New findings while researching the Otzi Iceman shows evidence he suffered from periodontal disease!
Non-Human DNA Discovered During Biopsy Of Ötzi The Iceman
July 16, 2014 | by Janet Fang
Read more HERE
Now, a team led by Frank Maixner of EURAC Research in Italy reanalyzed the metagenomic data of the Iceman’s genomic survey (pictured below). They found evidence of a pathogen in the tissue biopsy. Called Treponema denticola, this opportunistic oral pathogen is involved in the development of periodontal (or gum) disease. Its sizeable presence was especially surprising: The pathogen had to have been distributed via the bloodstream from the mouth to the hip bone.
“This ‘non-human’ DNA mostly derives from bacteria normally living on and within our body. Only the interplay between certain bacteria or an imbalance within this bacterial community might cause certain diseases,” study coauthor Thomas Rattei from the University of Vienna explains in a news release “It is highly important to reconstruct and understand the bacterial community composition by analyzing this DNA mixture.”
According to the researchers, the bacteria didn’t colonize the body after death; they were part of Ötzi’s “commensal oral microflora” when he was alive. These findings confirm a CT-based diagnosis published last year showing that the Iceman suffered from periodontitis, an infection of the ligaments and bones that support teeth. It’s what happens when inflamed gums go unchecked.
The pathogen’s presence was further confirmed when the team analyzed gum tissue biopsy and a mouth swab sample taken from the Iceman. The work was published in PLoS ONE last month.
Gum disease has been linked to many systemic problems like heart disease, diabetes and dementia. It is crucial for your overall health to stay on top of your oral health.
Risk factors for gum disease include:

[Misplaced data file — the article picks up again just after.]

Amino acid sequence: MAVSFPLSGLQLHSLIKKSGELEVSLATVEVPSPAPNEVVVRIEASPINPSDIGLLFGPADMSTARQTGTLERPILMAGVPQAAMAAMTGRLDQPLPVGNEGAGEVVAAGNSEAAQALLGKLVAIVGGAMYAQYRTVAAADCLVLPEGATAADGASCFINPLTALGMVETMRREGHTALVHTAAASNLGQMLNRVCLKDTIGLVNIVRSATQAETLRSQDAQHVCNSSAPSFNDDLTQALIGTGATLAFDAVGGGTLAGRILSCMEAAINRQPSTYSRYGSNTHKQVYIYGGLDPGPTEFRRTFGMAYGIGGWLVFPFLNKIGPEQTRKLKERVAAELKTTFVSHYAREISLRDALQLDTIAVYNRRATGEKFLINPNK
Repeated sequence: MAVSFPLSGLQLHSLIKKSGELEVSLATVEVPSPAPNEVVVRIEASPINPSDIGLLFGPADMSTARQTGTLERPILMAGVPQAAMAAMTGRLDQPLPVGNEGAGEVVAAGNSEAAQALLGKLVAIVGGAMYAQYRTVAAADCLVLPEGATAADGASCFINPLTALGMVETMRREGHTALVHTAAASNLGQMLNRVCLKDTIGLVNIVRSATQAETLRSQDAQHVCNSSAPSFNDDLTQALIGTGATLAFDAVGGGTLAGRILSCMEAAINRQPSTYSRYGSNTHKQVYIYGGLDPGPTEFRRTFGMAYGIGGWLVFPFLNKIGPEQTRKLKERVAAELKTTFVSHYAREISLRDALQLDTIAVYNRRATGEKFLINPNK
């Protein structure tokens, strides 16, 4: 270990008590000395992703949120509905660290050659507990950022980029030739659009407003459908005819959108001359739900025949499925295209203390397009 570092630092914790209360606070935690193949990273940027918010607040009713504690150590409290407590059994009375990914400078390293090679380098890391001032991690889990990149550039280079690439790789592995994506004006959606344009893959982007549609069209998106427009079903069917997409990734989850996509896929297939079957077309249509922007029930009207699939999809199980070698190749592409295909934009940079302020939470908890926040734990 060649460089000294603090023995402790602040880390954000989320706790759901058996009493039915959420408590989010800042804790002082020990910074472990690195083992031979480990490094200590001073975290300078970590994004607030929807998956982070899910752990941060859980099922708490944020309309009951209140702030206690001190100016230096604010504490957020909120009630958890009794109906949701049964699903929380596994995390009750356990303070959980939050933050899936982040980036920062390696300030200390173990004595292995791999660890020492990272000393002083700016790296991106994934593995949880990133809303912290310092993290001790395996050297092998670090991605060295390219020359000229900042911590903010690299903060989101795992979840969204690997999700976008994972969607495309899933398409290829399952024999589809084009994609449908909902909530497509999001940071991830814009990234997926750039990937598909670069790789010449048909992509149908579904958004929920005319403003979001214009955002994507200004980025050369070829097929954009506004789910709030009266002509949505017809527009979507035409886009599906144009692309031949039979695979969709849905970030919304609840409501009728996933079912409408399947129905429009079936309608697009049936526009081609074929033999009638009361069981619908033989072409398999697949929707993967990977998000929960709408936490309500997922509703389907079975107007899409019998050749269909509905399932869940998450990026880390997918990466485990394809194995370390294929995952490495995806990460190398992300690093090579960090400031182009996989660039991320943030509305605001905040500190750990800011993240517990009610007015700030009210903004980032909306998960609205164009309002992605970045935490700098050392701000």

- Smoking. Need another reason to quit smoking? Smoking is one of the most significant risk factors associated with the development of gum disease. Additionally, smoking can lower the chances for successful treatment.
- Hormonal changes in girls/women. These changes can make gums more sensitive and make it easier for gingivitis to develop.
- Diabetes. People with diabetes are at higher risk for developing infections, including gum disease.
- Other illnesses. Diseases like cancer or AIDS and their treatments can also negatively affect the health of gums.
- Medications. There are hundreds of prescription and over the counter medications that can reduce the flow of saliva, which has a protective effect on the mouth. Without enough saliva, the mouth is vulnerable to infections such as gum disease. And some medicines can cause abnormal overgrowth of the gum tissue; this can make it difficult to keep teeth and gums clean.
- Genetic susceptibility. Some people are more prone to severe gum disease than others.
- Red, swollen or tender gums or other pain in your mouth
- Bleeding while brushing, flossing, or eating hard food
- Gums that are receding or pulling away from the teeth, causing the teeth to look longer than before
- Loose or separating teeth
- Pus between your gums and teeth
- Sores in your mouth
- Persistent bad breath
- A change in the way your teeth fit together when you bite
- A change in the fit of partial dentures
If it has been a while since you had a check up, don’t wait until it is too late, find a doctor that understands the link between your mouth and your body and get healthy!
This blog post was originally posted on carifree.com/blog.